But not today. Today she’s neither here nor there. In her place is a madwoman talking gibberish. She hunches, bent from the waist in a small open space at the intersection of two hallways. She looks at me. No spark. She sways. I fear she might topple over. I step closer to catch her in case she should fall. I am the eye of the storm, moving in to envelop her.

“They’re going. Store. Cloudy table. Let’s go,” random stuff tumbles from her in a frustrated torrent.

“It’s OK Mom.”

“We’ve got to get. Can you. He’s he’s he’s. Where did they soup. Tea. My pants.”

I reach for her hand; entwine her fingers in mine. “Let’s go downstairs and play the piano, Mom. Eric is coming to play the piano and sing with us.”

“No. They said socks. Breakfast. I… I… I… ”

“Ok. Mom. Let’s go downstairs to the living room. C’mon.” I squeeze her hand and tug her forward ever so slightly. But her feet are nailed to the floor. Crucified. She can’t lift them, not even to do the Seroquel shuffle.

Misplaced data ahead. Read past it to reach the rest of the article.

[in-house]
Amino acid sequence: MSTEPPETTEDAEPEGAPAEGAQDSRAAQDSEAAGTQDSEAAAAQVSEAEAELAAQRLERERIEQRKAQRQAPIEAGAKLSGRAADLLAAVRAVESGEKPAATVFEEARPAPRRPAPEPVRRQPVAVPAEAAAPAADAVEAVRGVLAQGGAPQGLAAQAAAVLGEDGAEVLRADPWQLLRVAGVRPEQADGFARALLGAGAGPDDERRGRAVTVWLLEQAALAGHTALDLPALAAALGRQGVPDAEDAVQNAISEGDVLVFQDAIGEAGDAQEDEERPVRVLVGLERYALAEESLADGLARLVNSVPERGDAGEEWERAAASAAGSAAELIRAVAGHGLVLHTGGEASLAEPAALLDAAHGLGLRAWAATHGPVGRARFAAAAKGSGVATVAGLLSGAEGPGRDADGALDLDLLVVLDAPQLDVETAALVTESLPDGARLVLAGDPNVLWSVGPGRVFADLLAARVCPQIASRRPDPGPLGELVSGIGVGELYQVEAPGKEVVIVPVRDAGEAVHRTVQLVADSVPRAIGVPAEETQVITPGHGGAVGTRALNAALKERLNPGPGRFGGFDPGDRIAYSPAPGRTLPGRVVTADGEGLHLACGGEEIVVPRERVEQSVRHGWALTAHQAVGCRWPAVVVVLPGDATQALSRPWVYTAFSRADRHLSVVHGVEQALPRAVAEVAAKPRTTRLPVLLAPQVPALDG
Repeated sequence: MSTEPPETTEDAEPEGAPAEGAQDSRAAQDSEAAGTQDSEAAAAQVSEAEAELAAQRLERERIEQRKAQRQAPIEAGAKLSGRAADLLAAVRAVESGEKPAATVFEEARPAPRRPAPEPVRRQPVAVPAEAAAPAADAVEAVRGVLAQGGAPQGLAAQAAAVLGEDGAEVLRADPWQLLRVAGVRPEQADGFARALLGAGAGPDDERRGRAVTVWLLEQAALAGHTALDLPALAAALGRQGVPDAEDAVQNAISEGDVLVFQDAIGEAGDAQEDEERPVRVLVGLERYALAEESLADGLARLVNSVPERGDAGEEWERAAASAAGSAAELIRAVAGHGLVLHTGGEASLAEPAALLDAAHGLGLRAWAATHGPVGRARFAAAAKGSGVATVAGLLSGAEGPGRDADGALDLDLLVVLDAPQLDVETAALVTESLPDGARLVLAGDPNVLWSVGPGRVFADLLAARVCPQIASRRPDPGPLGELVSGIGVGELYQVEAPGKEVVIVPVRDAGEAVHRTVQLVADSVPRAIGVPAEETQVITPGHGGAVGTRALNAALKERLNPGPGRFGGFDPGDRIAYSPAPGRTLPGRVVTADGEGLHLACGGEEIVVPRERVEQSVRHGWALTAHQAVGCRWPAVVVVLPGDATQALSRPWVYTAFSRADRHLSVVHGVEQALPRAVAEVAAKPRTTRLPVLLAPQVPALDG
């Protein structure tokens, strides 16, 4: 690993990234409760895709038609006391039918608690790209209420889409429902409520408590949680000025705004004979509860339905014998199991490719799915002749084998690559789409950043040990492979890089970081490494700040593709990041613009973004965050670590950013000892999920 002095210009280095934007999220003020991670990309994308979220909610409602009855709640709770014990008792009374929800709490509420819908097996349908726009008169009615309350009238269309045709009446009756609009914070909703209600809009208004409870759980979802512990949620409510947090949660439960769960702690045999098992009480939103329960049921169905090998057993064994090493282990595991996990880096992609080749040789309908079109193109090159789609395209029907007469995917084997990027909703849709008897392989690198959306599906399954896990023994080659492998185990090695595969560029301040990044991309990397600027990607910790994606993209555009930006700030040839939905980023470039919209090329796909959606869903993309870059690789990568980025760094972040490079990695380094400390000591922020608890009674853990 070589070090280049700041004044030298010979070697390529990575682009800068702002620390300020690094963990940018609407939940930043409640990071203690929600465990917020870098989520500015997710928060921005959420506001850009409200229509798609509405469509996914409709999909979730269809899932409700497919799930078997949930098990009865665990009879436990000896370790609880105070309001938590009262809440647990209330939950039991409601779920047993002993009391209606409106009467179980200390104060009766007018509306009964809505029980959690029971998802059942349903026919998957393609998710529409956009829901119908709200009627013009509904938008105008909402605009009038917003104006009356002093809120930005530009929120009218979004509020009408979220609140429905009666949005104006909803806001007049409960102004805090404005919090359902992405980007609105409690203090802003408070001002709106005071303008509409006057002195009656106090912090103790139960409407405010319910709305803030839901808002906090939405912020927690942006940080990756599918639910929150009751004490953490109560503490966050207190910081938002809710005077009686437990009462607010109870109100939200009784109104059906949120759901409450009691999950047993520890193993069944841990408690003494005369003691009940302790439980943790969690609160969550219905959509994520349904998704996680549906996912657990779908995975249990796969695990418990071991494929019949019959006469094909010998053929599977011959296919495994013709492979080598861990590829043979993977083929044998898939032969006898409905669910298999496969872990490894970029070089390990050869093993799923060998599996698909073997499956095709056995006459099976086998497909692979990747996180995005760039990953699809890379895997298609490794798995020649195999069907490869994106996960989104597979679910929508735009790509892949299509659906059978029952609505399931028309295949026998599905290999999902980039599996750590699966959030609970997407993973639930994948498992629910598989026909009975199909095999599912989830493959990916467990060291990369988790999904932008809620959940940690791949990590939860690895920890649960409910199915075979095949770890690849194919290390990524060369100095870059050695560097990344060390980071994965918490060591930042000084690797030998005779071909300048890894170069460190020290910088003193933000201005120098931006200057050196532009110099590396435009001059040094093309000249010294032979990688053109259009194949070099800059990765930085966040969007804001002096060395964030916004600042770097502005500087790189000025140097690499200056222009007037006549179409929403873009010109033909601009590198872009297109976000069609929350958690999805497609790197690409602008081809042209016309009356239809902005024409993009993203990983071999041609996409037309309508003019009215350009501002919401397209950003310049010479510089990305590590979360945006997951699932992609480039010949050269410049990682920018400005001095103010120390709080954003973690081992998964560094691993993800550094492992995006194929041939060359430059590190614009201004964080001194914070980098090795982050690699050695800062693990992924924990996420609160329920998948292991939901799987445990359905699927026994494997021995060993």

“I can’t,” she says.

“Try,” I respond.

She stays still. I stand beside her, hold her hand. We are suspended. Both of us here and there and not.

April 7, 2014

Urinary Tract Infection (UTI) symptoms

Yes, my mom was living with Alzheimer disease and the resulting dementia. But her demeanour and behaviour that day were NOT dementia related. They were caused by an undiagnosed urinary tract infection. UTIs in the elderly are sometimes mistaken for Alzheimer disease, and if the individual already has dementia, the dementia symptoms worsen. Here are the six main symptoms of a UTI in the elderly:

  • Confusion or delirium-like state
  • Agitation
  • Hallucinations
  • Other behavioural changes
  • Poor motor skills or dizziness
  • Falling
  • Shaking / shivering
  • Blank stare
  • Garbled speech / aphasia

They may also have some of the typical symptoms found in adults:

  • Urine that appears cloudy or dark
  • Bloody urine
  • Strong or foul-smelling urine

The usual symptoms of UTIs in younger people also include:

  • Frequent or urgent need to urinate
  • Pain or burning with urination
  • Pressure in the lower pelvis
  • Low-grade fever
  • Night sweats, shaking, or chills